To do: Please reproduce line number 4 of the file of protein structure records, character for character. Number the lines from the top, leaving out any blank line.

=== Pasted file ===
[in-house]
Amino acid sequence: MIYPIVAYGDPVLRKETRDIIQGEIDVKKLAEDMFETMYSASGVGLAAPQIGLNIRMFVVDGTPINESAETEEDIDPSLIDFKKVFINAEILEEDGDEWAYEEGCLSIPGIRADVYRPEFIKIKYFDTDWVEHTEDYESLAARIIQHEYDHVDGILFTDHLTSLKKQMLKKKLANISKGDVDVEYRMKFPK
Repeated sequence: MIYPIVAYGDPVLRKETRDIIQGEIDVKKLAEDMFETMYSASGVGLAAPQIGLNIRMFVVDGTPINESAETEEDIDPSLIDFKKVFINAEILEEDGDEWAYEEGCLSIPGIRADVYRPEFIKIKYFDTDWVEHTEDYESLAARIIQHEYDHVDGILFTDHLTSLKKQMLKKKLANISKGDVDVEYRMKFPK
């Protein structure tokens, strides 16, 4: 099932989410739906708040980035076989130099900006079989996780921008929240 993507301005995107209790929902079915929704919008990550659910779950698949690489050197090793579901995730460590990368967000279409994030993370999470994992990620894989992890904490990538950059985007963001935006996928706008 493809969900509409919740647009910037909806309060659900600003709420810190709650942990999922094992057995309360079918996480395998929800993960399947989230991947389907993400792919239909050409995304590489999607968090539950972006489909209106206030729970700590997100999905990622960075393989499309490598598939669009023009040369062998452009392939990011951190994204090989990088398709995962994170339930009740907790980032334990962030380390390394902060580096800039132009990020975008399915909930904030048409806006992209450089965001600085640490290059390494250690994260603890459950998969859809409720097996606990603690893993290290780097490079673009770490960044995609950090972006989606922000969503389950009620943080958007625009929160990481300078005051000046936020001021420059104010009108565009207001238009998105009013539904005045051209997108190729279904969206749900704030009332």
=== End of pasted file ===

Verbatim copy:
């Protein structure tokens, strides 16, 4: 099932989410739906708040980035076989130099900006079989996780921008929240 993507301005995107209790929902079915929704919008990550659910779950698949690489050197090793579901995730460590990368967000279409994030993370999470994992990620894989992890904490990538950059985007963001935006996928706008 493809969900509409919740647009910037909806309060659900600003709420810190709650942990999922094992057995309360079918996480395998929800993960399947989230991947389907993400792919239909050409995304590489999607968090539950972006489909209106206030729970700590997100999905990622960075393989499309490598598939669009023009040369062998452009392939990011951190994204090989990088398709995962994170339930009740907790980032334990962030380390390394902060580096800039132009990020975008399915909930904030048409806006992209450089965001600085640490290059390494250690994260603890459950998969859809409720097996606990603690893993290290780097490079673009770490960044995609950090972006989606922000969503389950009620943080958007625009929160990481300078005051000046936020001021420059104010009108565009207001238009998105009013539904005045051209997108190729279904969206749900704030009332």